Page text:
Why the Google Cultural Institute is fascinating
Marcus Lilley explains why, if you like to browse the internet for cultural happenings, the Google Cultural Institute is a fascinating place.
The Google Cultural Institute brings millions of artefacts from art galleries and museums around the world to life in a virtual museum which you can browse at your leisure. The museums and galleries listed on the site include: The British Museum, Yad Vashem, The Auschwitz – Birkenau State Museum and The Museum of Polish History.
I have always really enjoyed visiting the site because it gives you access to galleries and artefacts that you may not get chance to visit. Of course the ‘visiting’ aspect of going to a museum or gallery is not available on a computer but the principle of being able to see some of the world’s most important artefacts is a wonderful opportunity.
The Google Cultural Institute has recently revealed a new digital exhibition which partners with 60 arts organisations to provide a range of content including: photos, videos and documents. The partners for this include The Royal Shakespeare Company, Battersea Arts Centre, National Theatre and LIFT Festival.
The wonderful thing about this new exhibition is the wealth of material that is available. As audience members we can often feel quite limited when we watch a performance because we only see the live performance and read a programme to get information about the production.
Of course, this kind of ‘virtual’ experience does not present the same thrill or excitement of a live production but what it does do is give people an opportunity to experience and immerse themselves into the world of theatre and performance in a way which is unique and innovative.
Along with UK cultural institutions the exhibition also shines lights on international venues such as: Comédie des Champs-Elysées, The National Theatre of Korea and The Theatre Institute of Warsaw. Before viewing the exhibition I knew very little about these institutions but being able to view the history of these venues, there key works and their importance to the cultural life of their respective countries has really inspired me to go and find out more about them.
This is not the first time Google has engaged in interesting arts based projects. In 2013 they teamed up with The Royal Shakespeare Company for a staging of ‘Midsummers Night Dreaming’. The performance was staged in real time over the weekend of the 21st to the 23rd June 2013. The RSC also created an online narrative composed of Twitter posts, Facebook posts, Tumblr posts and Google+ posts. There are a number of videos available online, including one about the show, another about how the show works and finally the concept outline.
Over the course of the weekend there were 110,000 unique visitors to the project, 3,000 pieces of content were developed and a 742% increase of followers for the RSC’s Google+ page.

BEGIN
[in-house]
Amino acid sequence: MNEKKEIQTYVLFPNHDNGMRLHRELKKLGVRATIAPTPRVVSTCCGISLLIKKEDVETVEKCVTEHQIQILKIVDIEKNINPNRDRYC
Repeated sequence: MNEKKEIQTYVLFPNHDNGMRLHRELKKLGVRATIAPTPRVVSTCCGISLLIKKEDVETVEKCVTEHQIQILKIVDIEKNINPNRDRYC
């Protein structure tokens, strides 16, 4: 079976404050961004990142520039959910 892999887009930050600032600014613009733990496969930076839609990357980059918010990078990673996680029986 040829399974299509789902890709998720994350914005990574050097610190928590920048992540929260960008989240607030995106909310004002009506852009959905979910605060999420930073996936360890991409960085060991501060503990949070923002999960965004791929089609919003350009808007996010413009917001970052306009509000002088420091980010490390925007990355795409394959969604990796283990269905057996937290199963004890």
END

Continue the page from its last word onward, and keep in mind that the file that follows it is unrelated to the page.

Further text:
From a marketing point of view for the RSC the project allowed them to re-imagine and reposition Shakespeare for an audience which is very hands on with social technologies such as Google+ and YouTube.
The starting point for the collaboration between the RSC and Google was a 2012 conversation called ‘My Shakespeare’ which asked people to reimagine Shakespeare for the 21st Century. Shakespeare has been reimagined and retold in lots of interesting and imaginative ways throughout the centuries and it is a testament to the writing that we are always intrigued by the story. When we are talking about digital re-imagination or online performances sometimes we can get lost in the technology that we are wanting to use rather than the story. The power of theatre and performance is the story and our connection to the story through the characters. The technology is the enabler to present access to the performance which may not have been done before.
The Google Cultural Institute and the work the RSC have done in collaboration with Google are a clear sign that collaboration between live performance and online technologies are limitless but we need to allow ourselves the time to develop these ideas. No one idea will stick and by the very nature of how technology is evolving we need to be aware of the changing landscape and scenery around us. The power of online technology is the democratisation it can deliver. We can be more involved in theatre and performance than ever before. The power and allure of live performance is and always will be there but the technology that is available to us today is truly transformative when we place storytelling at its heart rather than focus on the immense power of the technology.
Image Credits: Middle Image: “https://performingarts.withgoogle.com/en_us/theatre“; Lower Image: “http://event.dream40.org”